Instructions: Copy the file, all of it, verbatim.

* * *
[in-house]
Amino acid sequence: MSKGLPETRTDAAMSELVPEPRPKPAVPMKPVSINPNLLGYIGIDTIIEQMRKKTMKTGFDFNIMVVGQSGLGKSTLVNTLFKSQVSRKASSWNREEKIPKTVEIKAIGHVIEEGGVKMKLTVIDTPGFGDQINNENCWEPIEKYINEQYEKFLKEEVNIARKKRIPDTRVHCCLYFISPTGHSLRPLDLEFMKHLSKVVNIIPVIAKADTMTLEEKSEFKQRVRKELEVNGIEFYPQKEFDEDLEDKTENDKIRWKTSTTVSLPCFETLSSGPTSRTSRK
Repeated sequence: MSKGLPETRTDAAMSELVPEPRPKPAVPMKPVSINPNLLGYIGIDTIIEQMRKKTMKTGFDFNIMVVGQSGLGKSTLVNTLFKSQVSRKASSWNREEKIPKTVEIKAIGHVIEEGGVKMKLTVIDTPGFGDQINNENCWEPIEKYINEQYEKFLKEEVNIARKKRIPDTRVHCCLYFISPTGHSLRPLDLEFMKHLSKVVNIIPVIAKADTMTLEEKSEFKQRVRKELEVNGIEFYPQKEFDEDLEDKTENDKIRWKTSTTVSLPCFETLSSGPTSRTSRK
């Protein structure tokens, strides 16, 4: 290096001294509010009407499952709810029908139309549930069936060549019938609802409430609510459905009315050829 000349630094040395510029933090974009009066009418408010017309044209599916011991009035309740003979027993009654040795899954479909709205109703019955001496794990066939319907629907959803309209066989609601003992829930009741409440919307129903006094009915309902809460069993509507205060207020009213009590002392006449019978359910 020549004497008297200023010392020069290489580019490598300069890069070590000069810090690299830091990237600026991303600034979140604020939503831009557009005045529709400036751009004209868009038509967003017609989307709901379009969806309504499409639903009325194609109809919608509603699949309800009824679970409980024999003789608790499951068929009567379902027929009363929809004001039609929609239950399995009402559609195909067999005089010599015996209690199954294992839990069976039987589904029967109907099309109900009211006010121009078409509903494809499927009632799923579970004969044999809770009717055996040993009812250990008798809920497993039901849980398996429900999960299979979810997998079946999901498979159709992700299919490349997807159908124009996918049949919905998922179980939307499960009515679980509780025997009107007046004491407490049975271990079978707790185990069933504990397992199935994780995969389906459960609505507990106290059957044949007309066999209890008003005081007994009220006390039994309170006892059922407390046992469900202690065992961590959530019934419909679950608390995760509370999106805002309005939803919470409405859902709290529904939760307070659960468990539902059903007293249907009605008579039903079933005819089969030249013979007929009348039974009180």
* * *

[in-house]
Amino acid sequence: MSKGLPETRTDAAMSELVPEPRPKPAVPMKPVSINPNLLGYIGIDTIIEQMRKKTMKTGFDFNIMVVGQSGLGKSTLVNTLFKSQVSRKASSWNREEKIPKTVEIKAIGHVIEEGGVKMKLTVIDTPGFGDQINNENCWEPIEKYINEQYEKFLKEEVNIARKKRIPDTRVHCCLYFISPTGHSLRPLDLEFMKHLSKVVNIIPVIAKADTMTLEEKSEFKQRVRKELEVNGIEFYPQKEFDEDLEDKTENDKIRWKTSTTVSLPCFETLSSGPTSRTSRK
Repeated sequence: MSKGLPETRTDAAMSELVPEPRPKPAVPMKPVSINPNLLGYIGIDTIIEQMRKKTMKTGFDFNIMVVGQSGLGKSTLVNTLFKSQVSRKASSWNREEKIPKTVEIKAIGHVIEEGGVKMKLTVIDTPGFGDQINNENCWEPIEKYINEQYEKFLKEEVNIARKKRIPDTRVHCCLYFISPTGHSLRPLDLEFMKHLSKVVNIIPVIAKADTMTLEEKSEFKQRVRKELEVNGIEFYPQKEFDEDLEDKTENDKIRWKTSTTVSLPCFETLSSGPTSRTSRK
């Protein structure tokens, strides 16, 4: 290096001294509010009407499952709810029908139309549930069936060549019938609802409430609510459905009315050829 000349630094040395510029933090974009009066009418408010017309044209599916011991009035309740003979027993009654040795899954479909709205109703019955001496794990066939319907629907959803309209066989609601003992829930009741409440919307129903006094009915309902809460069993509507205060207020009213009590002392006449019978359910 020549004497008297200023010392020069290489580019490598300069890069070590000069810090690299830091990237600026991303600034979140604020939503831009557009005045529709400036751009004209868009038509967003017609989307709901379009969806309504499409639903009325194609109809919608509603699949309800009824679970409980024999003789608790499951068929009567379902027929009363929809004001039609929609239950399995009402559609195909067999005089010599015996209690199954294992839990069976039987589904029967109907099309109900009211006010121009078409509903494809499927009632799923579970004969044999809770009717055996040993009812250990008798809920497993039901849980398996429900999960299979979810997998079946999901498979159709992700299919490349997807159908124009996918049949919905998922179980939307499960009515679980509780025997009107007046004491407490049975271990079978707790185990069933504990397992199935994780995969389906459960609505507990106290059957044949007309066999209890008003005081007994009220006390039994309170006892059922407390046992469900202690065992961590959530019934419909679950608390995760509370999106805002309005939803919470409405859902709290529904939760307070659960468990539902059903007293249907009605008579039903079933005819089969030249013979007929009348039974009180």